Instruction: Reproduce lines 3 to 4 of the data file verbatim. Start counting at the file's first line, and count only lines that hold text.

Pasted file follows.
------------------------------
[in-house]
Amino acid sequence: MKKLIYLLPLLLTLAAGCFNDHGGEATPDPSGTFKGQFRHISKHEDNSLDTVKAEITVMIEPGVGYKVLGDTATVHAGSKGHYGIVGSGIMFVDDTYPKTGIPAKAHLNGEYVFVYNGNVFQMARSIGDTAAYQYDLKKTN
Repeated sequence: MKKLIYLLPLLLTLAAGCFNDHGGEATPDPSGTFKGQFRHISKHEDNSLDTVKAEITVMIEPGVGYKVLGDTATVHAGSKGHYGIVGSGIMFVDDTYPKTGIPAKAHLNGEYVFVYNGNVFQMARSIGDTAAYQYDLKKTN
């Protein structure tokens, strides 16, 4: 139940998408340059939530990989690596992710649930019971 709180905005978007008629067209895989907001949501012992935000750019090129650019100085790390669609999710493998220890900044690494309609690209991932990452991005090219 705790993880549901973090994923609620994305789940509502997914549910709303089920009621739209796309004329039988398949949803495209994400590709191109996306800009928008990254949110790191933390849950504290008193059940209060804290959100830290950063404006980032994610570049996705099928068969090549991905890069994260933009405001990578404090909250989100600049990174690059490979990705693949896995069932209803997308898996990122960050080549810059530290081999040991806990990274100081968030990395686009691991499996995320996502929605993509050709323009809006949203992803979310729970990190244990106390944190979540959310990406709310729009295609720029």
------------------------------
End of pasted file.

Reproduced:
Repeated sequence: MKKLIYLLPLLLTLAAGCFNDHGGEATPDPSGTFKGQFRHISKHEDNSLDTVKAEITVMIEPGVGYKVLGDTATVHAGSKGHYGIVGSGIMFVDDTYPKTGIPAKAHLNGEYVFVYNGNVFQMARSIGDTAAYQYDLKKTN
């Protein structure tokens, strides 16, 4: 139940998408340059939530990989690596992710649930019971 709180905005978007008629067209895989907001949501012992935000750019090129650019100085790390669609999710493998220890900044690494309609690209991932990452991005090219 705790993880549901973090994923609620994305789940509502997914549910709303089920009621739209796309004329039988398949949803495209994400590709191109996306800009928008990254949110790191933390849950504290008193059940209060804290959100830290950063404006980032994610570049996705099928068969090549991905890069994260933009405001990578404090909250989100600049990174690059490979990705693949896995069932209803997308898996990122960050080549810059530290081999040991806990990274100081968030990395686009691991499996995320996502929605993509050709323009809006949203992803979310729970990190244990106390944190979540959310990406709310729009295609720029």